Exposure is cumulative. Low doses add up over a lifetime. Scientists have never evaluated the total cumulative exposures of children in a classroom with numerous operating devices held on their laps or bodies, much less a school with dozens of classrooms with routers and personal devices in use. There is no government agency, federal or municipal, that currently has the mandate, ability or resources to measure the cumulative effects of wireless radiation from multiple sources at home, work or school with Wi-Fi, cell phones, tablets, home cordless phones.
When it comes to safety considerations, using cords or cables for ethernet connectivity with Wi-Fi features turned off and materials already downloaded to the device. This eliminates the risk from this microwave exposure.
You also can contact your internet provider, who can at no charge remotely turn down the signal strength. Often the internet provider can explain how you can control that signal strength yourself online. Some routers are set to pump out radiation strong enough to reach 100 meters in all directions, but this is usually not necessary in our homes. If you talk to your neighbors about turning their signal strength down and more often off, this is a win-win as it will reduce your and their wifi exposures and extend the battery life of your devices and yourself.
There is a long latency period for brain tumors – from 5 to as long as 50 years. Since cell phones have only been widely used in the US for two decades, the full increase in cancer rates is still unknown. Rates of autism, ADHD, diabetes, food allergies and immune diseases are skyrocketing, and it is understood that this increase cannot be due to genetics alone as the genome does not change in two decades. Environmental factors are increasingly thought to be behind this sharp rise. Like air pollution and chemical exposures, electromagnetic fields have been shown to increase stress on biological systems and impact the developing brain. Some research is pointing to a synergistic effect between toxic exposures such as lead and electromagnetic fields.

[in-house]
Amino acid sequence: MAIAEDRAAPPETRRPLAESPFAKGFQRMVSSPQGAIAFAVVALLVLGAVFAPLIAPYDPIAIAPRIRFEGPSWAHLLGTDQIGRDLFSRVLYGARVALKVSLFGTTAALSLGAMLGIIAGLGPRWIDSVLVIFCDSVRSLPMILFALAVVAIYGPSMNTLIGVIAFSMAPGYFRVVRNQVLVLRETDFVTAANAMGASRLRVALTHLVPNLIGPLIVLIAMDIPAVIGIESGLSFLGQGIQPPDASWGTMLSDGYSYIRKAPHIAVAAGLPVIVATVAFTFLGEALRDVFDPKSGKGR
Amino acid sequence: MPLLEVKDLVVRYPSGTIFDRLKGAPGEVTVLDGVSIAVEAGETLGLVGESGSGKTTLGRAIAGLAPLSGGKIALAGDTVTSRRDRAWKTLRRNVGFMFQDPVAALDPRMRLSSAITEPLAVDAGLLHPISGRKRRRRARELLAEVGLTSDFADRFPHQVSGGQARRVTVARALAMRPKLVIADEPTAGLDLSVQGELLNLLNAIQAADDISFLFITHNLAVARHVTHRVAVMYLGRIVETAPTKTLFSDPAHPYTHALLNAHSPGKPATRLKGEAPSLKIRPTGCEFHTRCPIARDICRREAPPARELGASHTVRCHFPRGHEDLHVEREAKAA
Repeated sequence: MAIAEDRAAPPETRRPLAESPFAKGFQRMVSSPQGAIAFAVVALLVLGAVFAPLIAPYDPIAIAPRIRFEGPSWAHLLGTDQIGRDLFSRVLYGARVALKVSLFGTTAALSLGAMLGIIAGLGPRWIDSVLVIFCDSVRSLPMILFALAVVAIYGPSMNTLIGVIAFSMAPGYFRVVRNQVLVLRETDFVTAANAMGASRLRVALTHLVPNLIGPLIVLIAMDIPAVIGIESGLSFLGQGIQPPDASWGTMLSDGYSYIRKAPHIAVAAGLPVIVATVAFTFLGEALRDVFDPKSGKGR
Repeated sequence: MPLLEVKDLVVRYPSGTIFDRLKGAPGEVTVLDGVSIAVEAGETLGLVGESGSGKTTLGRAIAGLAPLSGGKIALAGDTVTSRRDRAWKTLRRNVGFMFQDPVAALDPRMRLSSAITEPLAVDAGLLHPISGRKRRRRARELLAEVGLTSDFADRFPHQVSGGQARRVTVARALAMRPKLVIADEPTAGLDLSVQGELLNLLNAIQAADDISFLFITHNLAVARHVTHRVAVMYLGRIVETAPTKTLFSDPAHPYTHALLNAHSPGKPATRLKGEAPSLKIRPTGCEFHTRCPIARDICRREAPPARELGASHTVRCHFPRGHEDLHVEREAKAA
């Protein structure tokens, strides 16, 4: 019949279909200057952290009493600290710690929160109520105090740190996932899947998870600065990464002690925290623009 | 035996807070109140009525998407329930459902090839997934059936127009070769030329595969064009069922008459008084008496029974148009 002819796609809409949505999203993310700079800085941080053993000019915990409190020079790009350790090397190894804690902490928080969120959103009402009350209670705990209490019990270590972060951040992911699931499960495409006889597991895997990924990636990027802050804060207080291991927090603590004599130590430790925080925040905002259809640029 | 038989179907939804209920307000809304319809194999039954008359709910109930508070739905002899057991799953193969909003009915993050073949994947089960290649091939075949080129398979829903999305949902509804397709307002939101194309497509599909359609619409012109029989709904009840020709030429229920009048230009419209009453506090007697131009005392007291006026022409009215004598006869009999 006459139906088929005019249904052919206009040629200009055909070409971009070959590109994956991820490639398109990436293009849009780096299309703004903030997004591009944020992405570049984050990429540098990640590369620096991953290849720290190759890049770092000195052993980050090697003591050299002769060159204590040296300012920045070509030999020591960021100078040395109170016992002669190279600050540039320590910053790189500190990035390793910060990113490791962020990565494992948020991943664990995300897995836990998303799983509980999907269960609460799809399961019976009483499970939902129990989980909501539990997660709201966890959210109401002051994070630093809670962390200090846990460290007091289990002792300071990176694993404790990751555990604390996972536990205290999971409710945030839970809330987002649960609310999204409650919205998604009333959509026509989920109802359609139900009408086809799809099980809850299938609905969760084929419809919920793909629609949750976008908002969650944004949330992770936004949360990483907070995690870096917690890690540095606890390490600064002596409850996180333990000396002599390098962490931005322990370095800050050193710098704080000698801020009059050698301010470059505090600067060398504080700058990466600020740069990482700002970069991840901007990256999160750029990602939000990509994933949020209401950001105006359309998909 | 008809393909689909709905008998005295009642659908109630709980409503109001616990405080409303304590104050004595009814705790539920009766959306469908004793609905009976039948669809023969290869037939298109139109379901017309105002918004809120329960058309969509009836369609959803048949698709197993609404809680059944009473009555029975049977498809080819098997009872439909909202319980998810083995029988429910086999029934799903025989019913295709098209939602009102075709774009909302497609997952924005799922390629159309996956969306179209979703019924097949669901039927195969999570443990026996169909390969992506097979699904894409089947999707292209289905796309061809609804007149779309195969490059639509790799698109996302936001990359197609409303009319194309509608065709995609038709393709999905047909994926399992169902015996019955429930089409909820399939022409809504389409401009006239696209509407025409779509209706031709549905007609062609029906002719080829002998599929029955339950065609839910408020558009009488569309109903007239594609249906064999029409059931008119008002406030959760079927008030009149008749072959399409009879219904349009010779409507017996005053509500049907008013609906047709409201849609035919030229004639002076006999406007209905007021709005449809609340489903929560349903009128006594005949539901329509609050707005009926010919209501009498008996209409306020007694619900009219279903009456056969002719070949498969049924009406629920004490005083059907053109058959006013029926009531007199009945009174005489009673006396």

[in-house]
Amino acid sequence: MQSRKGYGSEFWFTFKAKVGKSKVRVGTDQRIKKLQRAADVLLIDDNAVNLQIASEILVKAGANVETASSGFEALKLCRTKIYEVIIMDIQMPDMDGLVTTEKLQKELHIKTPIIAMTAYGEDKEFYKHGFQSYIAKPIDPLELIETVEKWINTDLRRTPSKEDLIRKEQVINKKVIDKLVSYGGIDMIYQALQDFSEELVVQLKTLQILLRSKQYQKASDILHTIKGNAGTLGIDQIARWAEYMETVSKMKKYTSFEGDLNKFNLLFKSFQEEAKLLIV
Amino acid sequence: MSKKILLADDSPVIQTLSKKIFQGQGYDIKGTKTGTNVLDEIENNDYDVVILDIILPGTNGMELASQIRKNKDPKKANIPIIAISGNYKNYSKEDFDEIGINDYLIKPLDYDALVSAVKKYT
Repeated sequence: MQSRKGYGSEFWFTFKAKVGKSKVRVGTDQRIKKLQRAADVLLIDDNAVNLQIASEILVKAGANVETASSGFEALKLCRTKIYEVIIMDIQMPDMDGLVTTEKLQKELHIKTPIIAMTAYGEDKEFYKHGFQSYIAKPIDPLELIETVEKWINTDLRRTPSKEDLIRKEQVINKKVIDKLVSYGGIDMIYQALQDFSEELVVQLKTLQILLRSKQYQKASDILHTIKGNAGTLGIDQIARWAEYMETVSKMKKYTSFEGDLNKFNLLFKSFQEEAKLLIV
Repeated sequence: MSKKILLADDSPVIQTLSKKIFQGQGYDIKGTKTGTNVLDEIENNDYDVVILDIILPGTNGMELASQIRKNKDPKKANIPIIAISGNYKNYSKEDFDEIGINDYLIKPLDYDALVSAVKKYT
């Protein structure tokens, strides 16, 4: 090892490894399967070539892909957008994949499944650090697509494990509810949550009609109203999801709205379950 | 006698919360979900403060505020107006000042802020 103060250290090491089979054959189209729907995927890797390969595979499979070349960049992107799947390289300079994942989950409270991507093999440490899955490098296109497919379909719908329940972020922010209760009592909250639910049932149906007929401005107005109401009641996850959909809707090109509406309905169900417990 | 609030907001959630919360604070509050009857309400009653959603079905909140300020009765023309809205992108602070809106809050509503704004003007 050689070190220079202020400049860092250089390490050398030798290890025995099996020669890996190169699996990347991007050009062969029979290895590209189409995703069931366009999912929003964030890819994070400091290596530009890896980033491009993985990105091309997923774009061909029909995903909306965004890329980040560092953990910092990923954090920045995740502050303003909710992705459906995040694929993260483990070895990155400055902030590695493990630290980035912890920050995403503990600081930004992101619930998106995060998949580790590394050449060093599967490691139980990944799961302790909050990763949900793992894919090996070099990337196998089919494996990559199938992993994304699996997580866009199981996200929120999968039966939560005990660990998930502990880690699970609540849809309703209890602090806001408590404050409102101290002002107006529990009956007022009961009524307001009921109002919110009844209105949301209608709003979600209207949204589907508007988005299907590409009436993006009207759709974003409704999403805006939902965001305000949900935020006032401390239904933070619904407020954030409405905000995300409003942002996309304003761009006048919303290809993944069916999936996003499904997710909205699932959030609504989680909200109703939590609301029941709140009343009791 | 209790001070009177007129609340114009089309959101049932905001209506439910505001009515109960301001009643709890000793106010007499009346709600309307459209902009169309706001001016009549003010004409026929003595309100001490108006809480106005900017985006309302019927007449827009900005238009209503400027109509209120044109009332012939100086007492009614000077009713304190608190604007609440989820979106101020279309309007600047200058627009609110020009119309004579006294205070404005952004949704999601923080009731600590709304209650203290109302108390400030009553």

The 2011 IARC classification of cell phone radiation as a possible carcinogen was based on the evidence from human studies (European Interphone group and Hardell group in Sweden) and animal studies. Since that evaluation, in 2014, a new epidemiological study – the French CERENAT study was published. This new study reached similar conclusions as Interphone and Hardell – long term avid use of cell phone increases a risk of developing brain cancer. This means we have three replications studies that all suggest cell phone radiation might increase a risk of brain cancer. These studies showing that over ten years use of cell phone at 30 minutes a day leads to an increased risk of brain cancer should be taken as a serious warning sign.
The Environmental Health Trust supports the appropriate use of technology in classrooms and applauds the creative use of digital resources. The use of technology and access to the internet does not require the constant exposure of children to microwave radiation. Cords and cables as wireline (non-wireless) connections are the safest option for internet access.